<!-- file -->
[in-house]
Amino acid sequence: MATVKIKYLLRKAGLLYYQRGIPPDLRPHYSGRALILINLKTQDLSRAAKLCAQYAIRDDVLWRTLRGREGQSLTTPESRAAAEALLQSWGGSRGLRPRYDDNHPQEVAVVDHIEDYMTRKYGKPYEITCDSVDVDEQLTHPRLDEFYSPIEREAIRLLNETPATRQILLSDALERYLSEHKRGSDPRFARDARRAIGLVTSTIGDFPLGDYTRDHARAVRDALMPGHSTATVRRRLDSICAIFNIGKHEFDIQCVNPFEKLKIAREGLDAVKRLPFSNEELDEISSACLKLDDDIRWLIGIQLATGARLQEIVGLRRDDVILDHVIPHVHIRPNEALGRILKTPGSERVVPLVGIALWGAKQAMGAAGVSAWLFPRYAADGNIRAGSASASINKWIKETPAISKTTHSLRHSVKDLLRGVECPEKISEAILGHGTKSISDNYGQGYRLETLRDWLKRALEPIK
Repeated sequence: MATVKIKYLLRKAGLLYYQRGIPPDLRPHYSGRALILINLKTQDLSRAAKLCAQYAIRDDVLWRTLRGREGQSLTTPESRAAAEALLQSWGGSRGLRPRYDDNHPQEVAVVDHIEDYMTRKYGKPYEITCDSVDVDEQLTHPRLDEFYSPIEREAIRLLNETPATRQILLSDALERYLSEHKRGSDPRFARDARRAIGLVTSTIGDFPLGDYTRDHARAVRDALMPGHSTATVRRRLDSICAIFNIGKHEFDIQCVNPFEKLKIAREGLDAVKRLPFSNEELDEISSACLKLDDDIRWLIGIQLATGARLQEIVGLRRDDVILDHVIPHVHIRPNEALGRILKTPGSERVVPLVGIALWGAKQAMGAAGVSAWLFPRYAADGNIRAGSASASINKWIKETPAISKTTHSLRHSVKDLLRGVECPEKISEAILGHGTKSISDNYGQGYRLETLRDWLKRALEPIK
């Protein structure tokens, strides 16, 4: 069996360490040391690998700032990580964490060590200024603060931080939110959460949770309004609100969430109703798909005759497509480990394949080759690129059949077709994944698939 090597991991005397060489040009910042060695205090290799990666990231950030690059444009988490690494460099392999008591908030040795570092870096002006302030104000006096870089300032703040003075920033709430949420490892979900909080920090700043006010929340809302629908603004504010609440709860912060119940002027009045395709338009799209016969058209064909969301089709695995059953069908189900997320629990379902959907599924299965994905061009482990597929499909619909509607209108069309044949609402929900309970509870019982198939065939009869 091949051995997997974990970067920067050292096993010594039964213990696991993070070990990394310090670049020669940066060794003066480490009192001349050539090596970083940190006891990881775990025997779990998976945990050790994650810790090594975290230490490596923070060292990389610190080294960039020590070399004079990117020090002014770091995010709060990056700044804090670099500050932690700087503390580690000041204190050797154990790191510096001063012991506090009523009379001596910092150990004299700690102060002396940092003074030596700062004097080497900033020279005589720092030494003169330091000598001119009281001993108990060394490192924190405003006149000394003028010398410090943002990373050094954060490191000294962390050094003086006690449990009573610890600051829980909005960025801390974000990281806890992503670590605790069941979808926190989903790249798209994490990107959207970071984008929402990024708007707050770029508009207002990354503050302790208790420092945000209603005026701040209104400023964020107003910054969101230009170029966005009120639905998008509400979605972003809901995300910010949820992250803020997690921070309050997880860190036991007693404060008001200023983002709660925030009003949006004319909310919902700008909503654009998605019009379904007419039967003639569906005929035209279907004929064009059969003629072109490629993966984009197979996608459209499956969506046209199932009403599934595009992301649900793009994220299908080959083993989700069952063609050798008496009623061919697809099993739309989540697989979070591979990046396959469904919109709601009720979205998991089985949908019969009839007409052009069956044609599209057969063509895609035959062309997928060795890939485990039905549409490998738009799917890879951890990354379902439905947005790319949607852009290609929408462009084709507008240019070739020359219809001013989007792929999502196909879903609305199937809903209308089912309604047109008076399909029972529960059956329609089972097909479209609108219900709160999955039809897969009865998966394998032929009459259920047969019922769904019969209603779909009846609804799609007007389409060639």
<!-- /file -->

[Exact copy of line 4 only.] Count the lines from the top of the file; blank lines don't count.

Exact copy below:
């Protein structure tokens, strides 16, 4: 069996360490040391690998700032990580964490060590200024603060931080939110959460949770309004609100969430109703798909005759497509480990394949080759690129059949077709994944698939 090597991991005397060489040009910042060695205090290799990666990231950030690059444009988490690494460099392999008591908030040795570092870096002006302030104000006096870089300032703040003075920033709430949420490892979900909080920090700043006010929340809302629908603004504010609440709860912060119940002027009045395709338009799209016969058209064909969301089709695995059953069908189900997320629990379902959907599924299965994905061009482990597929499909619909509607209108069309044949609402929900309970509870019982198939065939009869 091949051995997997974990970067920067050292096993010594039964213990696991993070070990990394310090670049020669940066060794003066480490009192001349050539090596970083940190006891990881775990025997779990998976945990050790994650810790090594975290230490490596923070060292990389610190080294960039020590070399004079990117020090002014770091995010709060990056700044804090670099500050932690700087503390580690000041204190050797154990790191510096001063012991506090009523009379001596910092150990004299700690102060002396940092003074030596700062004097080497900033020279005589720092030494003169330091000598001119009281001993108990060394490192924190405003006149000394003028010398410090943002990373050094954060490191000294962390050094003086006690449990009573610890600051829980909005960025801390974000990281806890992503670590605790069941979808926190989903790249798209994490990107959207970071984008929402990024708007707050770029508009207002990354503050302790208790420092945000209603005026701040209104400023964020107003910054969101230009170029966005009120639905998008509400979605972003809901995300910010949820992250803020997690921070309050997880860190036991007693404060008001200023983002709660925030009003949006004319909310919902700008909503654009998605019009379904007419039967003639569906005929035209279907004929064009059969003629072109490629993966984009197979996608459209499956969506046209199932009403599934595009992301649900793009994220299908080959083993989700069952063609050798008496009623061919697809099993739309989540697989979070591979990046396959469904919109709601009720979205998991089985949908019969009839007409052009069956044609599209057969063509895609035959062309997928060795890939485990039905549409490998738009799917890879951890990354379902439905947005790319949607852009290609929408462009084709507008240019070739020359219809001013989007792929999502196909879903609305199937809903209308089912309604047109008076399909029972529960059956329609089972097909479209609108219900709160999955039809897969009865998966394998032929009459259920047969019922769904019969209603779909009846609804799609007007389409060639």